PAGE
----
Amphibious architecture is an adaptation strategy where structures are designed to adapt to flooding. In this way, a structure is less susceptible to inundation. Some amphibious buildings are built on elevated foundations. Other buildings are constructed on foundations that under normal circumstances rest firmly on a solid surface. However, during periods of flooding, the building floats. Amphibious buildings with the capacity to float are supported by a buoyancy system that allows the base of a building to move as the water level changes. Therefore, amphibious architecture is ideally suited to flood-prone regions with natural cycles of flooding.3

How it works

Types of amphibious buildings

  • Dry roof structures prevent water from entering a building during a flood. These structures incorporate internal or external flood protection barriers 7
  • Wet roof structures allow floodwaters to flow into and remain in a building during a flood and flow out of the building when the floodwater begins to subside. Wet roof structures are constructed with materials that can withstand flood damage. Hence, wet roof structures are designed to mimic natural landscapes such as floodplains 7
  • Permanent static elevations are structures that are permanently elevated as an adaptation measure to flooding. They are usually located in areas where flooding occurs regularly 6
  • Buoyant foundations allow a building to sit on a regular foundation during dry weather but float during a flood. Buoyancy foundations consist of three basic elements, buoyancy blocks that allow the building to float, vertical guideposts that control the movement of the structure up and down, and a subframe that holds the platform and building together 4 5


  • Increases the value of real estate because of flood adaptation design
  • Adaptable to variation in flood water levels 5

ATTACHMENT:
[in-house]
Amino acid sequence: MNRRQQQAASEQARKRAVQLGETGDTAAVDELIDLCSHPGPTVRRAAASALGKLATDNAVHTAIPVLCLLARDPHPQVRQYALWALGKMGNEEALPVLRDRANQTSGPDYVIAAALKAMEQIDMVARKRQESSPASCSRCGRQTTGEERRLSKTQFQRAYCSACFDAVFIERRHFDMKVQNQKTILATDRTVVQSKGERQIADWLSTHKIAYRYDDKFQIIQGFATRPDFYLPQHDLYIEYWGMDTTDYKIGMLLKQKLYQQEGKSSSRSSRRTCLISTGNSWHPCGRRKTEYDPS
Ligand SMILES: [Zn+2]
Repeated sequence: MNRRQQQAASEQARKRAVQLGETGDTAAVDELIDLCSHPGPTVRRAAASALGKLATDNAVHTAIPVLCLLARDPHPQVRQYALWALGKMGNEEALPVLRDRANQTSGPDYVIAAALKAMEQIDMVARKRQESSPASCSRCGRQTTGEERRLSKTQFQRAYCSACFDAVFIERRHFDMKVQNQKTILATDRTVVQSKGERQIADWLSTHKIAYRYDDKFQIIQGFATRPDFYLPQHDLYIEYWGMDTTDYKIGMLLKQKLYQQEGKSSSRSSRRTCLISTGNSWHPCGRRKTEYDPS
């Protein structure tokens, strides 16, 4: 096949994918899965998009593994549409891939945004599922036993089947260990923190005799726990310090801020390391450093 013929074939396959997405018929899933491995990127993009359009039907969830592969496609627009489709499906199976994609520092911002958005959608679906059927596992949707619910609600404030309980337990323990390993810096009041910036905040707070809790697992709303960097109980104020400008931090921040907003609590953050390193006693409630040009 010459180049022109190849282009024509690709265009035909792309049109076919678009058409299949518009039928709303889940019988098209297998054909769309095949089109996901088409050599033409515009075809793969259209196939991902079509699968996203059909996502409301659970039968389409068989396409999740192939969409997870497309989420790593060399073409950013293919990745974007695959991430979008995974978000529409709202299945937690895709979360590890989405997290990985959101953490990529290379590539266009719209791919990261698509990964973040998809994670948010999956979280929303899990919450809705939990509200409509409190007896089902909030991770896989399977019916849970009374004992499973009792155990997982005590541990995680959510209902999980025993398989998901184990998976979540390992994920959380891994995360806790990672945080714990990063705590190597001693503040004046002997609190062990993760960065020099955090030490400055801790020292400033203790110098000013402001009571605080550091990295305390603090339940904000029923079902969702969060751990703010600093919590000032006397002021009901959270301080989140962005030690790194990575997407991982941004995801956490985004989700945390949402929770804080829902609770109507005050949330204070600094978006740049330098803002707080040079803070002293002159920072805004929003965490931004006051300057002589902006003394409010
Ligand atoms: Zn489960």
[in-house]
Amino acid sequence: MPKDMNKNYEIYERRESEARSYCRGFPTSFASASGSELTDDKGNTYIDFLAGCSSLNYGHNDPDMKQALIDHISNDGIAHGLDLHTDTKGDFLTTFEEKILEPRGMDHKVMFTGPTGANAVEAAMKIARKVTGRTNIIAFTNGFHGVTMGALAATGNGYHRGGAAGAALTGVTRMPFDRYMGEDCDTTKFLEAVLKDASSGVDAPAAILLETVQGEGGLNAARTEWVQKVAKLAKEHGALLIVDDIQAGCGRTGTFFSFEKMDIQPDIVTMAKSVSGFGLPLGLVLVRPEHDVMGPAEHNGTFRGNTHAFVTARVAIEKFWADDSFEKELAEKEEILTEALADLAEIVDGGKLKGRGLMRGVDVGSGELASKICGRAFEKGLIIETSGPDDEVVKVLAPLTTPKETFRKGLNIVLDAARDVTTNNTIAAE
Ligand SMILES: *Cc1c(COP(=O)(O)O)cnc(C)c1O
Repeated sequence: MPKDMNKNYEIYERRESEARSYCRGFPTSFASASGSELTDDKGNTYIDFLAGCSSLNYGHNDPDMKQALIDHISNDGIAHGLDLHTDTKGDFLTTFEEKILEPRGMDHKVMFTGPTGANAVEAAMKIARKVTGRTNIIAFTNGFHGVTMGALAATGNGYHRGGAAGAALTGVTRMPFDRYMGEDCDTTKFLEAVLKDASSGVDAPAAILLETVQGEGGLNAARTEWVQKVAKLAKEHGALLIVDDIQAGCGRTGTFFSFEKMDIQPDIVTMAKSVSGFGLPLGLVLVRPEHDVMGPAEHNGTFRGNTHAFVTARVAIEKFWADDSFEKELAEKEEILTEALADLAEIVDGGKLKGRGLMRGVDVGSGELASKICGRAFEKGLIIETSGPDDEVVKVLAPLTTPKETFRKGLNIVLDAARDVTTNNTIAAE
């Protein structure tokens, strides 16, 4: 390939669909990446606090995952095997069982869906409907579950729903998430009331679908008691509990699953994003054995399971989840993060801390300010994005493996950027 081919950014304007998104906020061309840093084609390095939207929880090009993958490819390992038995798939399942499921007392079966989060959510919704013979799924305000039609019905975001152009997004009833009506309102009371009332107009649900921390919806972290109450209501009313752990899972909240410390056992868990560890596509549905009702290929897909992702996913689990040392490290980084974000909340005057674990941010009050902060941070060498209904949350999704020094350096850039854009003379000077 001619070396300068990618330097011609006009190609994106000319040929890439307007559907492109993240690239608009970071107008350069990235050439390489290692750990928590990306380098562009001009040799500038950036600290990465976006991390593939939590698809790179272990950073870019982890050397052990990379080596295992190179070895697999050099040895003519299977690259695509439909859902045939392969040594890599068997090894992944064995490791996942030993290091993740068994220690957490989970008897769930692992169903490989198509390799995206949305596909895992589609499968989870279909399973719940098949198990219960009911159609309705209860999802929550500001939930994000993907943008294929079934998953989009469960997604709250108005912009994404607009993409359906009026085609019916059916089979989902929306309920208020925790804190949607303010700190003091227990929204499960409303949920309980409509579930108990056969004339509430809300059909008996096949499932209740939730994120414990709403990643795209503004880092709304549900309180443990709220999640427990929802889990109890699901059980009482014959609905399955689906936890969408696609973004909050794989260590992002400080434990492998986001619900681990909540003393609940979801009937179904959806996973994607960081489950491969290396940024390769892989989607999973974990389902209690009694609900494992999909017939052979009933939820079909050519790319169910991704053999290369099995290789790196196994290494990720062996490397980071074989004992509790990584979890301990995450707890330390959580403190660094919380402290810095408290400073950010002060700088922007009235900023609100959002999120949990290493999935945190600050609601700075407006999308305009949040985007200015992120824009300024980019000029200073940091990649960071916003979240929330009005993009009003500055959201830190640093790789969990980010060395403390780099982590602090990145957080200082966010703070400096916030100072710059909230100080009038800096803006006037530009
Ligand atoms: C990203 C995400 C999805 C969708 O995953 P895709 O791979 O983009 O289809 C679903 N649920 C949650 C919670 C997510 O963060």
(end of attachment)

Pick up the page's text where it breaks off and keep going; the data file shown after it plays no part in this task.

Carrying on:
• Reduces the level of damage due to flooding
  • Amenable to soil subsistence and changes in sea level rise 6


  • Increases the cost for access to services such as sewage disposal, water supply, power, and gas, when compared to non-amphibious buildings 5
  • Static elevated buildings are more vulnerable to the wind because elevation increases the effects of high wind speed on the building.
  • Insurance companies may be reluctant to provide adequate coverage due to the increased risk of flood damage.
  • Municipalities may be hesitant to issue permission for development approval

Example projects


New Orleans LA, USA

The Float House is a prototype for housing that adapts to coastal flooding. It is used in coastal areas that are susceptible to flooding. The design features an adaptable frame that acts as a raft. Guided steel masts allow the house to float up to as high as 12 feet.1 Not only does the float boat adapt to floods it also produces its own energy.2 The float boat project is a great example of sea-level rise adaptation through research and design.

Floating Houses

BC, Canada

Examples of floating houses or houseboats can be found in British Columbia along False Creek on Granville Island. These float houses are a landmark. Each house exhibits its own unique character. In the south of Richmond along the Fraser River, floating homes can also be found near Ladner and Queensborough. These little neighborhoods are examples of resiliency through water-based urbanism and embracing water as a culture. It should be noted, however, that because of planning regulations, it might be difficult to implement floating houses as an adaptation strategy at larger scales.


  1. 1.

    “FLOAT House.” Morphopedia,

  2. 2.


  3. 3.

    English, E., Klink, N., & Turner, S. (2016). Thriving with water: Developments in amphibious architecture in North America. In E3S Web of Conferences (Vol. 7, p. 13009). EDP Sciences. Retrieved from,

  4. 4.

    English, E. (2009, November). Amphibious foundations and the buoyant foundation project: Innovative strategies for flood-resilient housing. In International Conference on Urban Flood Management sponsored by UNESCO-IHP and COST Action C (Vol. 22, pp. 25-27).

  5. 5.

    Climate Adapt. Floating and amphibious housing (2015).

  6. 6.

    Land8: Landscape Architects Network (2015). What is Amphibious Architecture and How Will it Help Cities Adapt to Climate Change?

  7. 7.

    Nilubon, P., Veerbeek, W., & Zevenbergen, C. (2016). Amphibious architecture and design: a catalyst of opportunistic adaptation? –case study Bangkok. Procedia-Social and Behavioral Sciences, 216, 470-480.

  8. i1.

    Figure 1. English et al. (2016). Thriving with water: Developments in amphibious architecture in north America.

  9. i2.

    Figure 2. Brears. R. (n.d). A Floating House to Resist the Floods of Climate Change .

  10. i3.

    Figure 3. Morphosis Team. (2009). FLOAT House.

  11. i4.

    Figure 4. Mangione, K. (2019). Figure 4. Noticed the blue cabin floating in False Creek? Here's what it is.

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